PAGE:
“If you look at any figurative Roman mosaic you will see this white line going round it. The reason being that in Roman mosaics they wanted everything to flow, so to stop that sharp line outlining the figure they have this border line. I have copies of Roman mosaics where people haven't followed the rules and you can see that straight away.”

Old mosaic marble floors, the equivalent of an expensive fitted carpet in a Roman villa or temple, were usually designed by an artist and then scaled up on to the actual floor in outline before the mosaicist set to work, starting in the centre and working slowly outwards. The further out from the centre, the less complex it became, so they could get the slaves in to give a hand with that.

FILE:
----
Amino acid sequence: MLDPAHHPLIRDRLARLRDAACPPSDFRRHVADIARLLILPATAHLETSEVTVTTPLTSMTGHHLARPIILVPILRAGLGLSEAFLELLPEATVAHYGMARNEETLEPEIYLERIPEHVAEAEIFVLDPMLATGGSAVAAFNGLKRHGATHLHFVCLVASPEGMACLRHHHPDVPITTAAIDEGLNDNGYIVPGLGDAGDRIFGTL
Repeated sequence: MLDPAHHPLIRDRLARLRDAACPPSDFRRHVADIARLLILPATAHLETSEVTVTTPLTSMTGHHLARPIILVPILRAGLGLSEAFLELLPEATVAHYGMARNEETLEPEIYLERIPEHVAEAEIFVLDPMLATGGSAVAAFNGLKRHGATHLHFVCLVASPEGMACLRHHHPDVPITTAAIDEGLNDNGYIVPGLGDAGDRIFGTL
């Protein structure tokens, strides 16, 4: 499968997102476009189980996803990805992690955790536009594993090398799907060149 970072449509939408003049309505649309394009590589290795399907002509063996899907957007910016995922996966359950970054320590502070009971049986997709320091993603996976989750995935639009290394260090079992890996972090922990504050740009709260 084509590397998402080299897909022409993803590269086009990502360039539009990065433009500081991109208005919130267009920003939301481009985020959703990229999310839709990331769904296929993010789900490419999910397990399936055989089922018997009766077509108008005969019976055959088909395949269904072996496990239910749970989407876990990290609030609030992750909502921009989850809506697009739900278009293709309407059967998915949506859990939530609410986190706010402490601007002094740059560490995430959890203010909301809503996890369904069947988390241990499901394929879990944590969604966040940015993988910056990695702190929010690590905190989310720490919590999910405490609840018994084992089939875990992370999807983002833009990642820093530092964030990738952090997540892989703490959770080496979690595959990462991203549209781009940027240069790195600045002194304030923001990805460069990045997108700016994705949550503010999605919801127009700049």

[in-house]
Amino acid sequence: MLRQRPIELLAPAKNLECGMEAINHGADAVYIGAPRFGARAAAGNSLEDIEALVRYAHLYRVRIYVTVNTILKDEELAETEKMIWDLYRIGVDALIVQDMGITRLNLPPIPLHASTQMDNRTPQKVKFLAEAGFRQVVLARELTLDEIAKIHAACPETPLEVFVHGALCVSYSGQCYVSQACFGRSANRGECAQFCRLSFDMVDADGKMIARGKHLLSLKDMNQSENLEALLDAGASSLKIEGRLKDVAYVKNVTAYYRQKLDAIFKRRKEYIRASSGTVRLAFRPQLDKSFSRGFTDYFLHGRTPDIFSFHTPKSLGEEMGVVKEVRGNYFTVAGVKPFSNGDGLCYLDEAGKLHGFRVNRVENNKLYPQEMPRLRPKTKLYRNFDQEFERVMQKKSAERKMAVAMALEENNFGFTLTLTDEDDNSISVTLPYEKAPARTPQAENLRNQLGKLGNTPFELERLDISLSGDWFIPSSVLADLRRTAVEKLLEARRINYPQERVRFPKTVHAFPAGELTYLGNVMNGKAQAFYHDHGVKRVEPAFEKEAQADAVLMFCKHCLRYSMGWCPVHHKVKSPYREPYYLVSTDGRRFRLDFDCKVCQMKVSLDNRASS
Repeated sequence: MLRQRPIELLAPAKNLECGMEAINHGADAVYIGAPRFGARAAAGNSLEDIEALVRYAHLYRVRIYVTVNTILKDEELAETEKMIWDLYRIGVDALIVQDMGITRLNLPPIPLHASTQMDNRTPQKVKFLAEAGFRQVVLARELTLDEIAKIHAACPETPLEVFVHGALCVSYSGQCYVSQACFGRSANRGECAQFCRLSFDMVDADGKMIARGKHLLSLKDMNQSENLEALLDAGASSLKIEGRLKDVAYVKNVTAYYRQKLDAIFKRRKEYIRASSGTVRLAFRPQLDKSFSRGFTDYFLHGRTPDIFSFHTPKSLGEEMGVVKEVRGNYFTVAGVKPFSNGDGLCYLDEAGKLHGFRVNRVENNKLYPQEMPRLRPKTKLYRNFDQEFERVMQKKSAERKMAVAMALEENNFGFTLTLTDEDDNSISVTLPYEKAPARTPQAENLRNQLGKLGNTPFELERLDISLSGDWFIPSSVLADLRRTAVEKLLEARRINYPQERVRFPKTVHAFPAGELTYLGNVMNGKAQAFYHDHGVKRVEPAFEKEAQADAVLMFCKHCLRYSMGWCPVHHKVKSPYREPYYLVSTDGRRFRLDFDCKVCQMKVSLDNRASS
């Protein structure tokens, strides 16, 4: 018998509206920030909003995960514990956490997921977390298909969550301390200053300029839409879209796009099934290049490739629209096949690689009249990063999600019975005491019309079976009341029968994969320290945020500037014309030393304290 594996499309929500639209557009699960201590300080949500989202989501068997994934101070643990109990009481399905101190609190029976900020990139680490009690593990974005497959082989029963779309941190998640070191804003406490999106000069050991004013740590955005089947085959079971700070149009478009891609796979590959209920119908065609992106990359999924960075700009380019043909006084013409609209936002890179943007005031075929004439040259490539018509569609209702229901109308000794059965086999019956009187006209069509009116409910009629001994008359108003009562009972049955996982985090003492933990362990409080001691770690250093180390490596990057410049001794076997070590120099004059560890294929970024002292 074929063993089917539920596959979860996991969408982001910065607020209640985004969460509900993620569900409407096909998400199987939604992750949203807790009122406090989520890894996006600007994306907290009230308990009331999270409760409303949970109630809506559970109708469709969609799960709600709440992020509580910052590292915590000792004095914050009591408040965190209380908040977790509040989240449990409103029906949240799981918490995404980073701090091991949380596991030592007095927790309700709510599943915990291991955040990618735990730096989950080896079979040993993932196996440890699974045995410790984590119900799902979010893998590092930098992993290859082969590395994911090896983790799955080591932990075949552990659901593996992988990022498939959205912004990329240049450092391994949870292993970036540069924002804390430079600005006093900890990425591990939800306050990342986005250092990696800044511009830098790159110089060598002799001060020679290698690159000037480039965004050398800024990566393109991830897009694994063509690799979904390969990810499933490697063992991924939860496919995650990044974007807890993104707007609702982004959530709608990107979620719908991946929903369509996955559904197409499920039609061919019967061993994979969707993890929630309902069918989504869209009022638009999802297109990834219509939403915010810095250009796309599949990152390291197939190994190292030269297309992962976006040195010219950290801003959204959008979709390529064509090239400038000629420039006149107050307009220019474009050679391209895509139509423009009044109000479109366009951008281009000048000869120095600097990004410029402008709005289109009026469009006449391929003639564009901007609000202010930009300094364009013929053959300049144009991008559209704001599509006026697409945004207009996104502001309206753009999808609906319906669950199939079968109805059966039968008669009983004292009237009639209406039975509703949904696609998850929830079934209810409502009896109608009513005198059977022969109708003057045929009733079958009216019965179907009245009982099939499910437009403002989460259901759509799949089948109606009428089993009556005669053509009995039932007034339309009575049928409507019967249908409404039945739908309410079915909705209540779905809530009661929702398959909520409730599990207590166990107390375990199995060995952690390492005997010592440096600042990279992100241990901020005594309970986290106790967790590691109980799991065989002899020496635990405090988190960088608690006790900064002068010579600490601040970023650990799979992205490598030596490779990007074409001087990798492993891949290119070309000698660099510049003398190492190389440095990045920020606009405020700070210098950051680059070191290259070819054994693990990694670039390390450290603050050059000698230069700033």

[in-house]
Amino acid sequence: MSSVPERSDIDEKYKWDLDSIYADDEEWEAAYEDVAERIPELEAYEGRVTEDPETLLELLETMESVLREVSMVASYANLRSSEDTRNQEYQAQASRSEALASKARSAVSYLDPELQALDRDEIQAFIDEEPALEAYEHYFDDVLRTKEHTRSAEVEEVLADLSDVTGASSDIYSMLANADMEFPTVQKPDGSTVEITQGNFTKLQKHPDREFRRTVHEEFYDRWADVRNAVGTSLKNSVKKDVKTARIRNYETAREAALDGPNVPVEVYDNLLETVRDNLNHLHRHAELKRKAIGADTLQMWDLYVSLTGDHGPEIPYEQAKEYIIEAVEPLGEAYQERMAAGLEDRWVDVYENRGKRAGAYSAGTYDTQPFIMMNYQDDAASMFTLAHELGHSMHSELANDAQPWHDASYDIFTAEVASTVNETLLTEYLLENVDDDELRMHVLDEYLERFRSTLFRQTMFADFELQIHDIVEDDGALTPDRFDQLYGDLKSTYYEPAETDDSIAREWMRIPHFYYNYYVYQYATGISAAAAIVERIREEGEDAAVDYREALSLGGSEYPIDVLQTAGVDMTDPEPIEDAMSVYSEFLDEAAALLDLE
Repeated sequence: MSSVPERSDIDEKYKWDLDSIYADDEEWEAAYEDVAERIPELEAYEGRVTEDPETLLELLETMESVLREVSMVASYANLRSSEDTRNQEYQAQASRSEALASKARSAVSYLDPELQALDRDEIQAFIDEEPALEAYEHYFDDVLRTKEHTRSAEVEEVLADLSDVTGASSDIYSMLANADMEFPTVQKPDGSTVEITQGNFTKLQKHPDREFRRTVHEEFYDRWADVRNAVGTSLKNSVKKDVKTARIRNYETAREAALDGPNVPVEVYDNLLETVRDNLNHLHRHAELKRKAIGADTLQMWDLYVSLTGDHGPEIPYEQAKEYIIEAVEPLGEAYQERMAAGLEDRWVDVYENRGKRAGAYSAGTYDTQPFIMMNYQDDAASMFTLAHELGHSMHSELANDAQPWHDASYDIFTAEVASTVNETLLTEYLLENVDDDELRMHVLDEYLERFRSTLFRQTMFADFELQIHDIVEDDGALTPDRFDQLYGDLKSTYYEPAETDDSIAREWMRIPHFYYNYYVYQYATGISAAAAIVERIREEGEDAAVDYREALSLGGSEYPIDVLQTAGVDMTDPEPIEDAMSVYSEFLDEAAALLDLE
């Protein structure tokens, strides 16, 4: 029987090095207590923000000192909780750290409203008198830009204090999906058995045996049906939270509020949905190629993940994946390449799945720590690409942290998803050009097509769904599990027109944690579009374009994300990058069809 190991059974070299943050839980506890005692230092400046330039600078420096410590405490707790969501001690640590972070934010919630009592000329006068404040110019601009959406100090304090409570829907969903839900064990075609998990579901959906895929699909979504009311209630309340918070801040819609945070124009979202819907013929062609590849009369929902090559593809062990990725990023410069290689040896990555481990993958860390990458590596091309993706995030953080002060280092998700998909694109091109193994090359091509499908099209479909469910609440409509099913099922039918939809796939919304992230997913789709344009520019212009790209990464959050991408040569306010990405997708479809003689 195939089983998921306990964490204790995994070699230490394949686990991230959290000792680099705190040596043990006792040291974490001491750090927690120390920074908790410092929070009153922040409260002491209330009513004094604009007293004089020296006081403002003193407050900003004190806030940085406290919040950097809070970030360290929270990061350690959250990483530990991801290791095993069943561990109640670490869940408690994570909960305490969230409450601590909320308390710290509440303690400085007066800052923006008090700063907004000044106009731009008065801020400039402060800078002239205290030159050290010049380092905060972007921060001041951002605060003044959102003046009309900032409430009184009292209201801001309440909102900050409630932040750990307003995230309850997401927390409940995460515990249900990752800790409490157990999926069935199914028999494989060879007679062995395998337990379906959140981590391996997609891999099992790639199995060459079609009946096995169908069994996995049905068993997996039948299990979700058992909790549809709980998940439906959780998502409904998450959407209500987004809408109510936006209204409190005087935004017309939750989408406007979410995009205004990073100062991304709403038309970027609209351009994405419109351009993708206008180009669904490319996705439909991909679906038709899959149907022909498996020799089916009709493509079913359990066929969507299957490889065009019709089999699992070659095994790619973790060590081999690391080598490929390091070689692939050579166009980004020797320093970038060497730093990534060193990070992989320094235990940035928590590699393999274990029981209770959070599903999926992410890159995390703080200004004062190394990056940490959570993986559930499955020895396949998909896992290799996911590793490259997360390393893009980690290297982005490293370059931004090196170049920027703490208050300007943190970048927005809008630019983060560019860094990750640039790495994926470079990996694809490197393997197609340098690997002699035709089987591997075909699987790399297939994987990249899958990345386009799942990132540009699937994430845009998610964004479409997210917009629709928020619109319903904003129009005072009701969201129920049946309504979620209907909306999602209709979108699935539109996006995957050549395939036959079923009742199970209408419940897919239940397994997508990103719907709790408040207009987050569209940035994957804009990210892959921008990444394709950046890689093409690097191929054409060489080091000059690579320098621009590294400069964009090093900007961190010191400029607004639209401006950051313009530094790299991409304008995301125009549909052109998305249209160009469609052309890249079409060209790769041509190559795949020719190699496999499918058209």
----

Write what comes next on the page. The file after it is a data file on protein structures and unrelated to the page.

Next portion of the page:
“When we say 'marble', we mean any hard stone, which is a good natural colour. We don't have the access to the marbles the Romans had then, they are not used as much now, so you have to get whatever colours you can. If you are working in 10mm pieces, you need 26 kilos to a square metre, which is over 10,000 individual pieces for one square metre.”

Where his ancient Roman counterpart had a team of slaves cutting his stones for him, Laurence can “cheat” a bit today by buying marble rods which he cuts to size using his tools of the trade - a special hammer and a hardie, which is an oak block with a triangular chisel set into the top.

“Until recently it was very slow going, but now I can get these pre-cut rods of marble, a uniform 10 mm deep, from a supplier, so I have the equivalent of my 'slaves' doing most of my cutting for me in Italy.”